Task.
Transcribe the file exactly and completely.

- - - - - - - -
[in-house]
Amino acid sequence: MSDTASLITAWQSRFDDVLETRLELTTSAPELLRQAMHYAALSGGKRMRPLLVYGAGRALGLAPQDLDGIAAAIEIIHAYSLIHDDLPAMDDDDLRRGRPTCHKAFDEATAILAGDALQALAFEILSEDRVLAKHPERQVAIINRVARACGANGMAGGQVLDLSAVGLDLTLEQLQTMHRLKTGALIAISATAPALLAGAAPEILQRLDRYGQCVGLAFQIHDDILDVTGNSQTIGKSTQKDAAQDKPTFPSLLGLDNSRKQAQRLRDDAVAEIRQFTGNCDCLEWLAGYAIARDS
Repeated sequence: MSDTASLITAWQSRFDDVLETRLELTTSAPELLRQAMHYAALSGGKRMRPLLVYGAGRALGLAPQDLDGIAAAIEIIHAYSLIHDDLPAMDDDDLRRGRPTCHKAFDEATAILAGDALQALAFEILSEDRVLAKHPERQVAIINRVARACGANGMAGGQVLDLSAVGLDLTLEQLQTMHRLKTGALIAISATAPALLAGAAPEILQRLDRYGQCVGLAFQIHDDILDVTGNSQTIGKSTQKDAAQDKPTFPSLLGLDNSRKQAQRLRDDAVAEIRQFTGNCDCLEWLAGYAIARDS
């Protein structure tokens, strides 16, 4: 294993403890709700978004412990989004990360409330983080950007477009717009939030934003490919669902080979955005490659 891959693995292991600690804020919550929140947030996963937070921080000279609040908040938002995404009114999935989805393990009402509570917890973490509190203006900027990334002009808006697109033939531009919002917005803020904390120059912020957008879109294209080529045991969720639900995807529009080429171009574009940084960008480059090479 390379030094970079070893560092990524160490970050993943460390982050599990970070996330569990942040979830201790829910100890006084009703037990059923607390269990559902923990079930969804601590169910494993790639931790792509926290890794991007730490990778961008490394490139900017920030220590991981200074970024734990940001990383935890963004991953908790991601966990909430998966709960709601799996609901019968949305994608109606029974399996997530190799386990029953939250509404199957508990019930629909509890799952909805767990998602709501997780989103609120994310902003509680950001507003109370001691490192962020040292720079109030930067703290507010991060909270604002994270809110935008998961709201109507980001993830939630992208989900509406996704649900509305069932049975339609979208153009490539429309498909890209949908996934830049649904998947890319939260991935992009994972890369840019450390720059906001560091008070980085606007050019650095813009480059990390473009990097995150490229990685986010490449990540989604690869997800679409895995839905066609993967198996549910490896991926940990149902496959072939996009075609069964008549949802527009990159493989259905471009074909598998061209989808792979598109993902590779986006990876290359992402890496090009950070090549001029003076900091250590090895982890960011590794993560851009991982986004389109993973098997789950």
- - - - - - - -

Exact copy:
[in-house]
Amino acid sequence: MSDTASLITAWQSRFDDVLETRLELTTSAPELLRQAMHYAALSGGKRMRPLLVYGAGRALGLAPQDLDGIAAAIEIIHAYSLIHDDLPAMDDDDLRRGRPTCHKAFDEATAILAGDALQALAFEILSEDRVLAKHPERQVAIINRVARACGANGMAGGQVLDLSAVGLDLTLEQLQTMHRLKTGALIAISATAPALLAGAAPEILQRLDRYGQCVGLAFQIHDDILDVTGNSQTIGKSTQKDAAQDKPTFPSLLGLDNSRKQAQRLRDDAVAEIRQFTGNCDCLEWLAGYAIARDS
Repeated sequence: MSDTASLITAWQSRFDDVLETRLELTTSAPELLRQAMHYAALSGGKRMRPLLVYGAGRALGLAPQDLDGIAAAIEIIHAYSLIHDDLPAMDDDDLRRGRPTCHKAFDEATAILAGDALQALAFEILSEDRVLAKHPERQVAIINRVARACGANGMAGGQVLDLSAVGLDLTLEQLQTMHRLKTGALIAISATAPALLAGAAPEILQRLDRYGQCVGLAFQIHDDILDVTGNSQTIGKSTQKDAAQDKPTFPSLLGLDNSRKQAQRLRDDAVAEIRQFTGNCDCLEWLAGYAIARDS
């Protein structure tokens, strides 16, 4: 294993403890709700978004412990989004990360409330983080950007477009717009939030934003490919669902080979955005490659 891959693995292991600690804020919550929140947030996963937070921080000279609040908040938002995404009114999935989805393990009402509570917890973490509190203006900027990334002009808006697109033939531009919002917005803020904390120059912020957008879109294209080529045991969720639900995807529009080429171009574009940084960008480059090479 390379030094970079070893560092990524160490970050993943460390982050599990970070996330569990942040979830201790829910100890006084009703037990059923607390269990559902923990079930969804601590169910494993790639931790792509926290890794991007730490990778961008490394490139900017920030220590991981200074970024734990940001990383935890963004991953908790991601966990909430998966709960709601799996609901019968949305994608109606029974399996997530190799386990029953939250509404199957508990019930629909509890799952909805767990998602709501997780989103609120994310902003509680950001507003109370001691490192962020040292720079109030930067703290507010991060909270604002994270809110935008998961709201109507980001993830939630992208989900509406996704649900509305069932049975339609979208153009490539429309498909890209949908996934830049649904998947890319939260991935992009994972890369840019450390720059906001560091008070980085606007050019650095813009480059990390473009990097995150490229990685986010490449990540989604690869997800679409895995839905066609993967198996549910490896991926940990149902496959072939996009075609069964008549949802527009990159493989259905471009074909598998061209989808792979598109993902590779986006990876290359992402890496090009950070090549001029003076900091250590090895982890960011590794993560851009991982986004389109993973098997789950």